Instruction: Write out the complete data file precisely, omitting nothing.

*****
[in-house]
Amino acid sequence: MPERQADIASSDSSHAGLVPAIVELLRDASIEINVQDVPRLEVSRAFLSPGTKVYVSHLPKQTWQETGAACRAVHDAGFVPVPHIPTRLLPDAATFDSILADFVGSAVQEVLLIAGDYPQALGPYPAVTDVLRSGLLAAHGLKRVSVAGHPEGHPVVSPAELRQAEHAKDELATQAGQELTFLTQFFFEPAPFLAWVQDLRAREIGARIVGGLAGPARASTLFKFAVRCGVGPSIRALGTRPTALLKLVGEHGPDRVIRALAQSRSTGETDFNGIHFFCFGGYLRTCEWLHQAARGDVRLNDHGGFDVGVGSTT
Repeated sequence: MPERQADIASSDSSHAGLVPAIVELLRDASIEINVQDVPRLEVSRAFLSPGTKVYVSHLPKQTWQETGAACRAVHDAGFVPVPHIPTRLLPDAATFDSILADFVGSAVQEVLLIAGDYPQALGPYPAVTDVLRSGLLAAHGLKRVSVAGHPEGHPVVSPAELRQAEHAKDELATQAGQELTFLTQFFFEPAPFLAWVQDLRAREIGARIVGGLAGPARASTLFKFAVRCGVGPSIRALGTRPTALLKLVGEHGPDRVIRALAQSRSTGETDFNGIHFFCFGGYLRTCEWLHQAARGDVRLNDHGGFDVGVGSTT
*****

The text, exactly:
[in-house]
Amino acid sequence: MPERQADIASSDSSHAGLVPAIVELLRDASIEINVQDVPRLEVSRAFLSPGTKVYVSHLPKQTWQETGAACRAVHDAGFVPVPHIPTRLLPDAATFDSILADFVGSAVQEVLLIAGDYPQALGPYPAVTDVLRSGLLAAHGLKRVSVAGHPEGHPVVSPAELRQAEHAKDELATQAGQELTFLTQFFFEPAPFLAWVQDLRAREIGARIVGGLAGPARASTLFKFAVRCGVGPSIRALGTRPTALLKLVGEHGPDRVIRALAQSRSTGETDFNGIHFFCFGGYLRTCEWLHQAARGDVRLNDHGGFDVGVGSTT
Repeated sequence: MPERQADIASSDSSHAGLVPAIVELLRDASIEINVQDVPRLEVSRAFLSPGTKVYVSHLPKQTWQETGAACRAVHDAGFVPVPHIPTRLLPDAATFDSILADFVGSAVQEVLLIAGDYPQALGPYPAVTDVLRSGLLAAHGLKRVSVAGHPEGHPVVSPAELRQAEHAKDELATQAGQELTFLTQFFFEPAPFLAWVQDLRAREIGARIVGGLAGPARASTLFKFAVRCGVGPSIRALGTRPTALLKLVGEHGPDRVIRALAQSRSTGETDFNGIHFFCFGGYLRTCEWLHQAARGDVRLNDHGGFDVGVGSTT